UNICEF and SAACID promote exclusive breastfeeding in Somalia's drought-affected communities
Nawaal Mohamed Nur attends a counselling session on breastfeeding with a SAACID worker.
By SAACID and Eva Gilliam
MOGADISHU, Somalia, 9 December 2011 – Nawaal Mohamed Nur, a 34-year-old mother of nine in the Shingani District of Mogadishu, has had a harrowing several months. In June of this year, her daughter Amira was diagnosed with acute malnutrition.
They were referred to a community-based therapeutic care programme operated by the Somali NGO and UNICEF partner SAACID (pronounced say-eed, meaning 'to help' in Somali), which provided 17-month-old Amira with medicine and therapeutic foods.
By mid-August, Amira’s body was beginning to heal. Yet as she approached her final days of recovery, her mother was approaching the final days of a pregnancy.
Once more, the family received assistance from SAACID, this time from Shamso Abdullahi, a counsellor in Infant and Young Child Feeding (IYCF) practices.
Through counselling, Ms. Nur learned about the importance of breastfeeding to protect her next child from the malnutrition that had afflicted Amira.
Breast is best
Exclusive breastfeeding for at least the first six months of life is recommended by UNICEF and the World Health Organization. Breast milk provides all the nutrients newborns need for healthy development and also provides important antibodies against common childhood illnesses. Exclusive breastfeeding also prevents babies from ingesting contaminated water that could be mixed with infant formula.
The difference between breastfeeding and formula feeding is tremendous: Breastfed children have at least a six-fold greater chance of survival in the early months than non-breastfed children.
Still, many Somali women do not exclusively breastfeed, instead feeding their infants camel’s milk, tea or water in addition to breast milk.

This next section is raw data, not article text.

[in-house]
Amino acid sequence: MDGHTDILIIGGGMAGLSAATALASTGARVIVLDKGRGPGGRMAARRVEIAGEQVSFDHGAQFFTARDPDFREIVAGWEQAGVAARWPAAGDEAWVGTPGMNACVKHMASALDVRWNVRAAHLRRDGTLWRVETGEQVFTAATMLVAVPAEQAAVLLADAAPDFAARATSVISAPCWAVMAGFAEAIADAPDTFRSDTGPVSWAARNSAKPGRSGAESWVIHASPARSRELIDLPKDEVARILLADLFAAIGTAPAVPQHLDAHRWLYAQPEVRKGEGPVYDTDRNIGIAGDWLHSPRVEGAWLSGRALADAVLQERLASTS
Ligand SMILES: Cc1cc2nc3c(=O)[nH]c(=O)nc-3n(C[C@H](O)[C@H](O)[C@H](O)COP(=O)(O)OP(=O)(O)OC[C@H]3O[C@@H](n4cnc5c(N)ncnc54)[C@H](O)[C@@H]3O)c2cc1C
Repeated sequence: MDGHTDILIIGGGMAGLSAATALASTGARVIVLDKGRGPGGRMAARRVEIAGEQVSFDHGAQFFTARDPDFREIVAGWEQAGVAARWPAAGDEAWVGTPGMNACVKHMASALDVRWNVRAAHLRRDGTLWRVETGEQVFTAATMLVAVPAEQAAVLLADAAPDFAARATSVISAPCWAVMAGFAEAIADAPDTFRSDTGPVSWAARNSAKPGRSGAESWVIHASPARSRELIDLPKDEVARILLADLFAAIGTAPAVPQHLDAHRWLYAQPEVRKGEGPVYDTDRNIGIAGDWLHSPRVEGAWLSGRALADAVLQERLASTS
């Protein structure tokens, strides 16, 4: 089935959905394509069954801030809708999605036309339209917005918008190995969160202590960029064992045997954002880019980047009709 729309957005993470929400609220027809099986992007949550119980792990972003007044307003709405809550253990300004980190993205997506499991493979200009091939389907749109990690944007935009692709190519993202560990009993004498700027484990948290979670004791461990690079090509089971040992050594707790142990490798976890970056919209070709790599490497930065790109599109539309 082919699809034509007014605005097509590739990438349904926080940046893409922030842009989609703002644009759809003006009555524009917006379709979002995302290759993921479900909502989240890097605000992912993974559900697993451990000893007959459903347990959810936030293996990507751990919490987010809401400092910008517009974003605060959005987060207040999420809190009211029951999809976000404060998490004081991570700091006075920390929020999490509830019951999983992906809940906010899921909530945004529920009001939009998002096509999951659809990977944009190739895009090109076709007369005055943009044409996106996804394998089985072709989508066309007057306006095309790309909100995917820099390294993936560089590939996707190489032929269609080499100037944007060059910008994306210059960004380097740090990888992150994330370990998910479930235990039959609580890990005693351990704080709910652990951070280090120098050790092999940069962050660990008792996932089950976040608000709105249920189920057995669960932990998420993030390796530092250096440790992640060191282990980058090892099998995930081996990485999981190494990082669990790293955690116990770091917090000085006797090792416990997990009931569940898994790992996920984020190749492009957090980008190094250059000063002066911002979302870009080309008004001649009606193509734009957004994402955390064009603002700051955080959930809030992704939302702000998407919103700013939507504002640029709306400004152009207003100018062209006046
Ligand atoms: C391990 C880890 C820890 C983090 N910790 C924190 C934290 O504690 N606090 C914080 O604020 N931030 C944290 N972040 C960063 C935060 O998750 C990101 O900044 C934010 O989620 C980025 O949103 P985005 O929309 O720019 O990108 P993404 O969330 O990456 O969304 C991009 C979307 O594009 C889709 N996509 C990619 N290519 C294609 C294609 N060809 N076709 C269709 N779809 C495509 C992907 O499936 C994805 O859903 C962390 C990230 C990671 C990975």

“In Somalia, most mothers do breastfeed their infants,” at least some times, Ms. Nur said. “However, the common practice is to also feed babies other infant formulas. In rural areas, women often return to strenuous work in the fields within days after giving birth, so it is especially difficult for mothers to follow recommendations regarding breastfeeding.”
Famine and drought take a toll
Ms. Abdullahi says the drought and famine have also taken a toll by driving many rural women to the capital, where bottle-feeding is common.
“Many of the women from the countryside usually do breastfeed, even up to one year, even if the lactating mother is malnourished,” she said. “But when these women come to Mogadishu, they see the women here bottle-feeding with formula, and believe it is better. Then they start changing their ways.”
Making matters worse is the abundance of infant formula in camps for the displaced, much of it donated by people around the world who believe malnourished mothers are unable to breastfeed.
“While this is well-meaning, we strongly discourage this,” said Dr. Osamu Kunii, Chief of Child Survival and Development in the UNICEF Somalia office. “Infant formula should only be used in extenuating circumstances where infants have lost their mothers, or the mother cannot produce milk and no wet-nurse can be found. It should never be used if breastfeeding is an option.”
Dr. Kunii went on to explain that the donations can actually increase child mortality, as mothers may choose to forgo breastfeeding in the belief that infant formula is better.
Changing habits to save lives
But programmes like SAACID are helping to change this perception. Supported by UNICEF and the World Food Programme, SAACID operates 15 centres across Mogadishu, treating malnourished children and providing nutrition counselling and assistance to pregnant and lactating women.
“What we do in the IYCF programme,” said Ms. Abdullahi, “is explain why breastfeeding is so important, as well as explain the risks to the child if breastfeeding is not exclusive.”
She also encourages mothers to initiate breastfeeding within one hour of birth to ensure infants receive their mother’s first milk, known as colostrum, which is antibody-rich and higher in protein than ordinary milk.
Amira did not receive colostrum when she was born, and she was exclusively breastfed for only two months. After the IYCF counselling, Amira’s mother made other plans for her next child.
Ms. Nur has since given birth to baby Ayan, whom she fed colostrum immediately after giving birth. Ayan is also being exclusively breastfed, and Ms. Nur is helping to promote breastfeeding to other community members.
“There are two important things that I have learned that I will not forget for the rest of my life,” she said. “The first thing is that you can feed your baby with breast milk even during pregnancy. The other thing is that you should feed your baby with breast milk for the first six months without any other milk or food.”